Summarized from Chapter 6 of The Identity of John the Evangelist: Revision and Reinterpretation in Early Christian Sources (Lanham: Lexington/Fortress Academic, 2020) by Dean Furlong, PhD.
This chapter argues that Eusebius, like Hippolytus before him, conflated the Apostle and Evangelist, but that he, unlike Hippolytus, privileged the narrative of the Evangelist’s natural death in Trajan’s reign over the tradition of the Apostle’s early martyrdom.
In order to provide additional evidence for John’s long life (presumably to counter the widespread martyrdom tradition), Eusebius constructed the narrative of John’s exile during Domitian’s persecution of Rome’s ruling classes in the 90s.
This construction, it argues, was also conducive to Eusebius’s doubts concerning the canonicity of Revelation, for it allowed him to suggest a second-century John as its author.
Eusebius on Revelation
The chapter begins by discussing Eusebius’s attitude to the book of Revelation, and in particular it provides evidence that is suggestive of his skepticism toward the work, as exhibited in his discussion of Dionysius of Alexandria‘s critique of it.
But Eusebius’s “John the Elder” was not the eyewitness disciple of Jesus whom Papias painted him to be. Eusebius’s chronology would not allow that, for the following reasons:
a) Eusebius identified the Apostle John with the Evangelist who died in Trajan’s reign.
b) Papias himself stated that the Apostle John and the other apostles had been active in a previous generation to his own.
c) Papias claimed to have been contemporaneous with Aristion and John the Elder.
Thus, Eusebius’s reconstruction was chronologically obliged to place the activities of Aristion and John the Elder after the death of the Apostle John in Trajan’s reign, and thus well into the second century, making it all but impossible for them to have been eyewitness disciples of Jesus.
By suggesting that this version of “John the Elder” was the author of Revelation, Eusebius was effectively removing apostolic authorship from the work.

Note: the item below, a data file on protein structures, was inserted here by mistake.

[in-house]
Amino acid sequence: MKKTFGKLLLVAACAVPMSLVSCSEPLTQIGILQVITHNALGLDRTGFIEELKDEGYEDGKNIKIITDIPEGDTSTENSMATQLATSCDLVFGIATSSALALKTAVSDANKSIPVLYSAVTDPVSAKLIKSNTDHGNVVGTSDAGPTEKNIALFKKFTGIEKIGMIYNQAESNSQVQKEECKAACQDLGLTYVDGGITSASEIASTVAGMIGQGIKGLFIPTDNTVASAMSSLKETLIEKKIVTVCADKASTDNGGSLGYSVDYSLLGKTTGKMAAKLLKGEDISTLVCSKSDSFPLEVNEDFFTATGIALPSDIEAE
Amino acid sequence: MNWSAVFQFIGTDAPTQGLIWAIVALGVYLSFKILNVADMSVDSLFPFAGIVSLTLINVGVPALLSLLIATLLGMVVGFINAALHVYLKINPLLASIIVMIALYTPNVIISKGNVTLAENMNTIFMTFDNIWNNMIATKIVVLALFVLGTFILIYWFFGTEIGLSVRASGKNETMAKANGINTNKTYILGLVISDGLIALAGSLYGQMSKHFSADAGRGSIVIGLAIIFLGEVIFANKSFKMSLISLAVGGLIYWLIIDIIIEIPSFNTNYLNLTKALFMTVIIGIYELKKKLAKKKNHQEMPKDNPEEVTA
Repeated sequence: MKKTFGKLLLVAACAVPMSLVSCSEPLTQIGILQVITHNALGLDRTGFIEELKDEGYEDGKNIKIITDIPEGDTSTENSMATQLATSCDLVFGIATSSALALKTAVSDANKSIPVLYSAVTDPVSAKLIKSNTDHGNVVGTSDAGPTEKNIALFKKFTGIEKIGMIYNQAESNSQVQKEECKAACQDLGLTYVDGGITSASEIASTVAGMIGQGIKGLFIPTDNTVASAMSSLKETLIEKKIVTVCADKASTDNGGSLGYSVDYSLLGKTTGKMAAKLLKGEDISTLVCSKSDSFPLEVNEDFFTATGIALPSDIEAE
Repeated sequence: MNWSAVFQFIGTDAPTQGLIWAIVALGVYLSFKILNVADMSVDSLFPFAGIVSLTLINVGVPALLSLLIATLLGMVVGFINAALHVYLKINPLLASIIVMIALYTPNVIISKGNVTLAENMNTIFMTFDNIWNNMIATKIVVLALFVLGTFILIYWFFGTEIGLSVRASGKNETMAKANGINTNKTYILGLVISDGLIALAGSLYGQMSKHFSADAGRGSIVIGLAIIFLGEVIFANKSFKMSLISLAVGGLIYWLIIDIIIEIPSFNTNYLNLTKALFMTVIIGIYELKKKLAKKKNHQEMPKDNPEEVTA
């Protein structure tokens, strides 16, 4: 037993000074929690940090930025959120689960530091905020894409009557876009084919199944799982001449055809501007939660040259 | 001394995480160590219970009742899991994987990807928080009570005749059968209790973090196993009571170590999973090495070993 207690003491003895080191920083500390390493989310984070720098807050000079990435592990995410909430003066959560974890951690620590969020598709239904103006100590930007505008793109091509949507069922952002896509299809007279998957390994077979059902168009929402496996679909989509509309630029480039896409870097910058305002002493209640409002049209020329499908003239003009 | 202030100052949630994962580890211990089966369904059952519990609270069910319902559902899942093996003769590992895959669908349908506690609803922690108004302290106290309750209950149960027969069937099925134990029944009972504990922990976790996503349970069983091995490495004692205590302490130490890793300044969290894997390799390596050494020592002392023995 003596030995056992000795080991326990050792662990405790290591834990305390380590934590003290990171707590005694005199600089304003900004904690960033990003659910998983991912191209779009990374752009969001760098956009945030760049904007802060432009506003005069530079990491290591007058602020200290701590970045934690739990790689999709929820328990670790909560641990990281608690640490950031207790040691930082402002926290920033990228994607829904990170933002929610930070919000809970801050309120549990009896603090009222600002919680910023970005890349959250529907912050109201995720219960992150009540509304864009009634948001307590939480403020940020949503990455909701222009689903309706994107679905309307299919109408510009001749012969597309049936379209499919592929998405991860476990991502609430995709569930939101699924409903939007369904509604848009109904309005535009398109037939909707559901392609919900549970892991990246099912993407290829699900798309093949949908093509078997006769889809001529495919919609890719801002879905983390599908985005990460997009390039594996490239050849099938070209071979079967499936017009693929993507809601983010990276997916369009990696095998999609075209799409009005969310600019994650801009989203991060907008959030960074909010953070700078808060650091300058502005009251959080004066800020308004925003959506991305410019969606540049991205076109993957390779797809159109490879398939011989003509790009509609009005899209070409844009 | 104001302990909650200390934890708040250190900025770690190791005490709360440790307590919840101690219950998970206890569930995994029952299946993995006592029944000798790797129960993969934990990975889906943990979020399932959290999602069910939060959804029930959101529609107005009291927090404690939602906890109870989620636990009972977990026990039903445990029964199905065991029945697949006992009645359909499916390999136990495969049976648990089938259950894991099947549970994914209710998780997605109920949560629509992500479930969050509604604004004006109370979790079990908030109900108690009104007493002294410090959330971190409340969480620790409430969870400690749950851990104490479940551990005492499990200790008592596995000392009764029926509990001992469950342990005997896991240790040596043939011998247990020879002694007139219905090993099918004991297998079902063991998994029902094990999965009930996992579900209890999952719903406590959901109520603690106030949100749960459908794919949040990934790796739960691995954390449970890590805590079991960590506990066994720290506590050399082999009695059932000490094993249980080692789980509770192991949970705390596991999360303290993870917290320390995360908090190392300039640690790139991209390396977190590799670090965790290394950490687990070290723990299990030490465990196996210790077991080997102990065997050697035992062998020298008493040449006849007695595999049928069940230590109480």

Difficulties Confronting Eusebius’s Chronology
Ireaneus had claimed that Papias had been a hearer of John the Evangelist. This, however, wasn’t possible in Eusebius’s scheme. To rid this witness of its value, Eusebius, assuming the identity of the Apostle and the Evangelist, pitted Irenaeus’s claim that Papias had been a hearer of the Evangelist against Papias’s own claim to have lived a generation later than the Apostle John and the other apostles.
Yet Irenaeus was one of the foremost witnesses of the Asian tradition, having heard Polycarp and read Papias, rendering it unlikely that he would have made a mistake of this nature.
Furthermore, other independent readers of Papias, including Jerome, Apollinarius of Laodicea, Philip of Sidé, the Anti-Marcionite Prologue to John, Anastasius of Sinai (possibly), and a scholium to which Norelli draws attention, all make Papias to have known the Evangelist.
Lastly, that the chronological ordering of Eusebius’s Ecclesiastical History presupposes that Papias was active at the turn of the second century, at at the time of John’s old age, the time at which he also placed Papias’s activities in his earlier Chronology.
The Construction of the Domitianic Exile
Evidence for John the Evangelist’s late, natural death in Trajan’s reign was relatively sparse compared to that for the Apostle John’s early death.
The construction of the late Domitanic dating of Revelation seems to have been a pivotal part of Eusebius’s argument for John’s long life. The chapter draws attention to how Eusebius seems to build up to his two star witnesses, as though he were consciously seeking to win over a skeptical readership.
Eusebius first discusses Domitian’s persecution of the nobility at Rome, noting how the Roman historians relating that he executed some and banished others. After drawing attention to the case of Flavia Domitilla, an aristocratic Roman who had been exiled on account of her profession of Christ, he claims that John too was exiled at this time.